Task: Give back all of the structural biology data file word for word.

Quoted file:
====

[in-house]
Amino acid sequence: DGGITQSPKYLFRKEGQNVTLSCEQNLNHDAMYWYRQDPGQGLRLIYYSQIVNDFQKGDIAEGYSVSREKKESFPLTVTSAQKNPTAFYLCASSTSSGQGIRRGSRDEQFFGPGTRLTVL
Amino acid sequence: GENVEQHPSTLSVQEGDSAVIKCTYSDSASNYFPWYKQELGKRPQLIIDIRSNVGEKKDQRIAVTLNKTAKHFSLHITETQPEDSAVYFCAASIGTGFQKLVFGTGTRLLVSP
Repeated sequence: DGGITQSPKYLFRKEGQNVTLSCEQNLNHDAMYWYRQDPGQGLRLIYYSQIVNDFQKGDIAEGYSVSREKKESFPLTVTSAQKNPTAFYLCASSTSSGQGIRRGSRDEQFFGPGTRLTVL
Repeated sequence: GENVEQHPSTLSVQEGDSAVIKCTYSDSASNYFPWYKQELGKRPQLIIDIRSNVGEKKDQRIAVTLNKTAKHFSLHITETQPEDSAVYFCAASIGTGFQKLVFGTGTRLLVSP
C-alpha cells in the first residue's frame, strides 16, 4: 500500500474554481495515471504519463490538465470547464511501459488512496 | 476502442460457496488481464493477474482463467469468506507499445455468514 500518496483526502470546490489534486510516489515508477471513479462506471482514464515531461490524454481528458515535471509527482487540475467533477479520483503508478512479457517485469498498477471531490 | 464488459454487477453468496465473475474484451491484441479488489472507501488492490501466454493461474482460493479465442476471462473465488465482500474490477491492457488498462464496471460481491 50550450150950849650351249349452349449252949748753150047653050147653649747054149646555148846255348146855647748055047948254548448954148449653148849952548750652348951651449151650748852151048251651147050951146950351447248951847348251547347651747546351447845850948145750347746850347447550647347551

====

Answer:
[in-house]
Amino acid sequence: DGGITQSPKYLFRKEGQNVTLSCEQNLNHDAMYWYRQDPGQGLRLIYYSQIVNDFQKGDIAEGYSVSREKKESFPLTVTSAQKNPTAFYLCASSTSSGQGIRRGSRDEQFFGPGTRLTVL
Amino acid sequence: GENVEQHPSTLSVQEGDSAVIKCTYSDSASNYFPWYKQELGKRPQLIIDIRSNVGEKKDQRIAVTLNKTAKHFSLHITETQPEDSAVYFCAASIGTGFQKLVFGTGTRLLVSP
Repeated sequence: DGGITQSPKYLFRKEGQNVTLSCEQNLNHDAMYWYRQDPGQGLRLIYYSQIVNDFQKGDIAEGYSVSREKKESFPLTVTSAQKNPTAFYLCASSTSSGQGIRRGSRDEQFFGPGTRLTVL
Repeated sequence: GENVEQHPSTLSVQEGDSAVIKCTYSDSASNYFPWYKQELGKRPQLIIDIRSNVGEKKDQRIAVTLNKTAKHFSLHITETQPEDSAVYFCAASIGTGFQKLVFGTGTRLLVSP
C-alpha cells in the first residue's frame, strides 16, 4: 500500500474554481495515471504519463490538465470547464511501459488512496 | 476502442460457496488481464493477474482463467469468506507499445455468514 500518496483526502470546490489534486510516489515508477471513479462506471482514464515531461490524454481528458515535471509527482487540475467533477479520483503508478512479457517485469498498477471531490 | 464488459454487477453468496465473475474484451491484441479488489472507501488492490501466454493461474482460493479465442476471462473465488465482500474490477491492457488498462464496471460481491 50550450150950849650351249349452349449252949748753150047653050147653649747054149646555148846255348146855647748055047948254548448954148449653148849952548750652348951651449151650748852151048251651147050951146950351447248951847348251547347651747546351447845850948145750347746850347447550647347551